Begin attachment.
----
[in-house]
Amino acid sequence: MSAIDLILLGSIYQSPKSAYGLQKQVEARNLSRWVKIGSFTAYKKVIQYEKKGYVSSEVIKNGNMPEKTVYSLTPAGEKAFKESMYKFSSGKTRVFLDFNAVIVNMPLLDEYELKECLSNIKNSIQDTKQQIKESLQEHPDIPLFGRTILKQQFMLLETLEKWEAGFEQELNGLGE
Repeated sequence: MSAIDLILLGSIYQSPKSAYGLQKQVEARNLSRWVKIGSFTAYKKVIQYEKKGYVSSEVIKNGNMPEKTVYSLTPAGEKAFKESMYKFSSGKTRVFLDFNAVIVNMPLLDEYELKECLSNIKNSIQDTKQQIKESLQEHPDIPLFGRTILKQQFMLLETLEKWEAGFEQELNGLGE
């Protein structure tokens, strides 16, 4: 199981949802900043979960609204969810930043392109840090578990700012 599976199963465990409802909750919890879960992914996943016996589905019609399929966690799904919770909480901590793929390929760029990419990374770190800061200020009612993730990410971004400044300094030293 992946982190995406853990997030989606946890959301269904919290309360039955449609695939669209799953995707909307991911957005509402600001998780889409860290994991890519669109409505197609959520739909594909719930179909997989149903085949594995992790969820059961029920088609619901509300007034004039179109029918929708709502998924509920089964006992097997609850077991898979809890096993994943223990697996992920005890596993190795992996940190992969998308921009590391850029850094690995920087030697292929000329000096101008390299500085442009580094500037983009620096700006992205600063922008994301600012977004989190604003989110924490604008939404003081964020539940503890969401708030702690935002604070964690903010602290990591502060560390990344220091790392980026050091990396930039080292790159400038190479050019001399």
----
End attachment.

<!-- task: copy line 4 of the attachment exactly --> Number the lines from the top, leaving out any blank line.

């Protein structure tokens, strides 16, 4: 199981949802900043979960609204969810930043392109840090578990700012 599976199963465990409802909750919890879960992914996943016996589905019609399929966690799904919770909480901590793929390929760029990419990374770190800061200020009612993730990410971004400044300094030293 992946982190995406853990997030989606946890959301269904919290309360039955449609695939669209799953995707909307991911957005509402600001998780889409860290994991890519669109409505197609959520739909594909719930179909997989149903085949594995992790969820059961029920088609619901509300007034004039179109029918929708709502998924509920089964006992097997609850077991898979809890096993994943223990697996992920005890596993190795992996940190992969998308921009590391850029850094690995920087030697292929000329000096101008390299500085442009580094500037983009620096700006992205600063922008994301600012977004989190604003989110924490604008939404003081964020539940503890969401708030702690935002604070964690903010602290990591502060560390990344220091790392980026050091990396930039080292790159400038190479050019001399």